My research indicates that Jeff was producing records after Houston called it quits, and as recently as 2010 had a space in St. Paul where he worked with acts like Hunting Club. Furthermore, I have evidence that in 2004 he was working as an engineer at Twin Town Studio – which is fascinating to me, as I had no idea such a thing even existed. Combined, these bits of evidence suggest that Jeff was recording this record as well – perhaps at Twin Town, though that bit is pure conjecture. At any rate, while the factual evidence suggests that Jeff was at least capable of recording the record, the aural evidence (the record itself), if you ask me, proves that he was far more than capable.
This is an area where someone else might well blast the record, but I love it. There are massive extremes in terms of dynamics, from whisper quiet to good solid chest-punching loud. It’s as if it hadn’t ever seen a mastering room. As such, it can be a challenging record to listen to – if nothing else, you’ll want to be active with your volume control while listening if you’ve got sensitive ears (or neighbors).
Another aspect of production is determining the content and sequence of a record, and again they break convention with the addition of a number of what would perhaps be called skits if this was hip hop. Regardless of what you call them, they’re littered about the record as little rest stops before the next rock song – pastiches of found sounds and other oddities, I don’t know what they are, really. It’s indulgent, and it’s an indication of a band in that happy zone where they can do whatever they want to do. For most bands, this happens very early – first record, second at latest. A very few bands/acts get to a point where they’re so big and established that they can do whatever they want – generally it only happens when nobody’s counting on you to make money.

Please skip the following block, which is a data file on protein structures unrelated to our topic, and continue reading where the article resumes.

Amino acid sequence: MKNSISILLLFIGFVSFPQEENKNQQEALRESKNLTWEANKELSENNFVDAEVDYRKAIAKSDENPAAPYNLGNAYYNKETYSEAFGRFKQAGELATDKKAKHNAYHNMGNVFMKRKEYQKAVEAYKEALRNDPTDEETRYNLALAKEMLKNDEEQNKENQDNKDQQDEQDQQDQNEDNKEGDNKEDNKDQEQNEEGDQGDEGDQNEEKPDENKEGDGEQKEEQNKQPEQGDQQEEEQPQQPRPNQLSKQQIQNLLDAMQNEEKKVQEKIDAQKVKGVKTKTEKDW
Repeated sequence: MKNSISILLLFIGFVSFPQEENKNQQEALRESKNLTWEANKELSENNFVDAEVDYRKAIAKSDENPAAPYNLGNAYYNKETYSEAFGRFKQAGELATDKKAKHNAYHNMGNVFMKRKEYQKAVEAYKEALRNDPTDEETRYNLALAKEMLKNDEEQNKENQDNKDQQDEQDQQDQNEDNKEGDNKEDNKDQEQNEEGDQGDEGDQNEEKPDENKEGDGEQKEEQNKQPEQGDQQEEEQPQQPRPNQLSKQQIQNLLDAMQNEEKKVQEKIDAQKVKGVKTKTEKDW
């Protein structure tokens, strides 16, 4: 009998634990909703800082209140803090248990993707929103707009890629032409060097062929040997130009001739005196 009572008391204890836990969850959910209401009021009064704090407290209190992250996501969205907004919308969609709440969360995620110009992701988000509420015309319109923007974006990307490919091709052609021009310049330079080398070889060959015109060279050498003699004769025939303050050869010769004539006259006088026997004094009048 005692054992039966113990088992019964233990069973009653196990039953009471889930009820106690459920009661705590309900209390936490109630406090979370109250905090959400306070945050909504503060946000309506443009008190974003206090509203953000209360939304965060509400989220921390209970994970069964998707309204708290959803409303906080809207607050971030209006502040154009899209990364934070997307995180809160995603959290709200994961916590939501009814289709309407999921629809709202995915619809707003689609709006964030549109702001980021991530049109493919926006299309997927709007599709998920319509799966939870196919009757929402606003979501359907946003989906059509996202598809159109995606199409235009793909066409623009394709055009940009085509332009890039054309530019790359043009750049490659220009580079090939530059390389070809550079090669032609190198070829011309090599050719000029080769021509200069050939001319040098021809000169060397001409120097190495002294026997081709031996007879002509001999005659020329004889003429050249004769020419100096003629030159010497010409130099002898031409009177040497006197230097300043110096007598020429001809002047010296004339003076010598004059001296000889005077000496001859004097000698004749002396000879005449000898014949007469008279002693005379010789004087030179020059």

That’s the bad – or at least what others might see as bad. It all just further endears the record to me, personally. On to some highlights of what is done well on this record:
- Drums are very well-recorded on this record. They’re present, they’re distinct, and they’re mixed to the correct level. I like a heavier kick tone than they chose, but they balanced the set very well. For the most part, they left the sonic experimentation to the other instruments, which is usually the best strategy. Minimal can be fantastic if it’s done well, and this is.
- Guitars. Put as briefly and simply as possible, I love every single guitar sound on this record. As with the drums, my sense is this is simply done – an SM57 slammed into the grill of whatever’s on the receiving end of what I assume is one hell of a pedal board. The clean tones sparkle, and the dirty tones range from punchy to searing. The bass on this record tends to be a bit dirty, but given how well Lane and Jeff lock in with each other, that helps it to serve as a low-end extension of the guitar riffs. I’m guessing that’s intentional, and in any case the results are fantastic.
- Vocals. This is a tough area for me, because I know that the the vocals on this record break the accepted rules. Not the performances, but the presentation. You’re not supposed to bury vocals in the mix. You’re not supposed to leave vocals dry with no reverb or delay or anything. You probably shouldn’t distort the vocals. They do all of this, and I dare you to change a single damn thing. Jeff’s voice is at once distinctive and nondescript – no small feat. And throughout, be it Lane or Jeff, the vocals are treated more as another instrument than some sort of oracle that needs to be heard.
Overall, this production isn’t shiny and what we might think of as “professional” – it’s immediate and intimate and has a purpose that helps it transcend its means. They definitely had some halfway-decent equipment to work with, but they even more definitely maxed out the potential of that gear. The information I can find indicates that Jeff did some engineering and production after the band broke up, and that would help to explain how well this record was recorded. While many can and will quibble over the more quibble-able aspects of the record, it’s an extremely solid release. And more importantly, it sounds like Houston.
And that’s it for Overhead. I hope you enjoyed it and that you come back for our next trip.